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Maryland Court of Appeals Upholds Breathalyzer DNA Seizure

The Maryland Court of Appeals upheld the denial of a criminal defendant's motion to suppress DNA evidence used to convict him of manslaughter.

In December 1995, Jacqueline Tilghman was raped and murdered. Semen found on vaginal and anal swabs was turned over to the state crime lab for DNA testing and storage.

In 2001, Tonto Corbin was identified as an associate of Tilghman and investigators asked him to voluntarily submit a DNA sample for testing. He declined.

Corbin was on probation for a Driving While Intoxicated (DWI) conviction, which required him to submit to alcohol breath tests.

Homicide investigators arranged for Corbin's probation officer to administer a breath test, so they could secure his DNA sample from the discarded breathalyzer straw.

The straw was sent to the crime lab for DNA analysis. Corbin's DNA matched the semen recovered from Tilghman and he was charged with her rape and murder in 2004.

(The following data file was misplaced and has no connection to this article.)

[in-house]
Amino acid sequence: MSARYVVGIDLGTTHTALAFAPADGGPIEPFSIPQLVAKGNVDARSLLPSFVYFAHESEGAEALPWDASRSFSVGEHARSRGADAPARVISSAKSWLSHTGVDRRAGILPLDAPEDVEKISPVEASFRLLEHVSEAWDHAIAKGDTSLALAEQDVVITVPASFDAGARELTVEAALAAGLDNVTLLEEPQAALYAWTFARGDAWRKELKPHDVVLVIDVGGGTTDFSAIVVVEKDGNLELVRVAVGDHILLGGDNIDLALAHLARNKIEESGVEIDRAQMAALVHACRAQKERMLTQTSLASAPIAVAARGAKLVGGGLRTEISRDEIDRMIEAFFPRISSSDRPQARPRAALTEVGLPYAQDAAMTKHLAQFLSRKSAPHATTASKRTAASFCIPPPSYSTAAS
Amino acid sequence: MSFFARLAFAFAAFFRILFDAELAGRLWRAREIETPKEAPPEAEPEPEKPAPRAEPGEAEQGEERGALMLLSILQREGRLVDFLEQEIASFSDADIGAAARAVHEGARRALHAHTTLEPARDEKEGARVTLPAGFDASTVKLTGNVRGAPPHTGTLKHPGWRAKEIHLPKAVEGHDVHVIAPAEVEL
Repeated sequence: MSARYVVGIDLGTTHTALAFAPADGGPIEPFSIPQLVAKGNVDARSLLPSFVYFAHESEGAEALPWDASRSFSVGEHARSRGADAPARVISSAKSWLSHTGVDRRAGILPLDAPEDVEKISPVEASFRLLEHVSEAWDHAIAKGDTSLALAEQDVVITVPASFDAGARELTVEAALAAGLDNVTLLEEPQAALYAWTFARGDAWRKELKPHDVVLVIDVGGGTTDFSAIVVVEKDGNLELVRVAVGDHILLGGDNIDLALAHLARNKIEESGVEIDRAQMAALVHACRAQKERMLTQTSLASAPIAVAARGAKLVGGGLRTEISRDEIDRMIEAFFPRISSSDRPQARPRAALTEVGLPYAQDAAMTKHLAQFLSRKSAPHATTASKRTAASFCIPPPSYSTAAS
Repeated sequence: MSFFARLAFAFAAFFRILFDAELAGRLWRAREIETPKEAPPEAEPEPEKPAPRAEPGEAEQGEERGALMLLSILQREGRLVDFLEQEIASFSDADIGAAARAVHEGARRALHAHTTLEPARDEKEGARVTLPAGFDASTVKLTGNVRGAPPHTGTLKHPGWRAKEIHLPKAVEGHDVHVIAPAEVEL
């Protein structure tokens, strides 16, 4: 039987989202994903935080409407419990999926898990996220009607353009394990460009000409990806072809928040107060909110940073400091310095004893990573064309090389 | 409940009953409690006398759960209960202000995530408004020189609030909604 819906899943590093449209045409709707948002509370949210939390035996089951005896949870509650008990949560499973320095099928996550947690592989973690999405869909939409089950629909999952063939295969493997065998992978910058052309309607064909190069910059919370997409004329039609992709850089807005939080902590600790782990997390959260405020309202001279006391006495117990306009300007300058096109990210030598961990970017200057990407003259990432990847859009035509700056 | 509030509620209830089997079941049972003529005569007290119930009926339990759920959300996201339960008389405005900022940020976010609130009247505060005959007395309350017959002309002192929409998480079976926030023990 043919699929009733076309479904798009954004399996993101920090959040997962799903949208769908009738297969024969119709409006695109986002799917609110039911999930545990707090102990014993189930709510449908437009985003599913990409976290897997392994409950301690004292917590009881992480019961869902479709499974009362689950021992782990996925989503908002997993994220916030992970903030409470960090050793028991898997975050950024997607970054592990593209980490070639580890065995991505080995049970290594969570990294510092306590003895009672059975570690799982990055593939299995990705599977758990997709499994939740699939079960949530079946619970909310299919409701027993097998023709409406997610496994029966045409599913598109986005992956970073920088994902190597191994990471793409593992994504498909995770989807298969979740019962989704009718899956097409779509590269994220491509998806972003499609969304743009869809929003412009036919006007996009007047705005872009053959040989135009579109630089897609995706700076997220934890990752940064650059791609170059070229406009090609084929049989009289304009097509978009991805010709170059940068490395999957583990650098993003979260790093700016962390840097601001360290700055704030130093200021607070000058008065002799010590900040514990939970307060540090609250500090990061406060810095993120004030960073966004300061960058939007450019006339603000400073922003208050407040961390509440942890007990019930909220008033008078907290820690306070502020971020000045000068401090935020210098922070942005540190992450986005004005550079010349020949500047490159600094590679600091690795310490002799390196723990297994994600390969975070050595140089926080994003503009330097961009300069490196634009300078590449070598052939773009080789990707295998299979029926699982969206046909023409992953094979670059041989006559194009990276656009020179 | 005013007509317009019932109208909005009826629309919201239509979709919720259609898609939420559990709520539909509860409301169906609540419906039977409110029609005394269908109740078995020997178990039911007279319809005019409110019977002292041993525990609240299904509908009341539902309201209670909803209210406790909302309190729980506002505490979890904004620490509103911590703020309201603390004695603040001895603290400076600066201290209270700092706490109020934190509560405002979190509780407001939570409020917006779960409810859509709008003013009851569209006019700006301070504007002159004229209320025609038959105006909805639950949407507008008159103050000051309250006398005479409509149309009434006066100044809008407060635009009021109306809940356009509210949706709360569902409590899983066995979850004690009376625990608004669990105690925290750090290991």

The trial court denied Corbin's motion to suppress the DNA evidence on the ground that it was seized without a warrant. After a stipulated facts trial, Corbin was found guilty of involuntary manslaughter and sentenced to 10 years in prison.

The Court of Special Appeals upheld the denial of the motion to suppress DNA evidence, holding that Corbin did not have an expectation of privacy in either the straw or the DNA obtained from it. The Court of Appeals then affirmed, holding that Corbin cannot meet the two-part test for a legitimate privacy interest outlined in Williamson v. State, 413 Md. 521, 993 A.2d 626 (2010) and other cases. See: Corbin v. State, 428 Md. 488, (Ct. App. Md. 2013).

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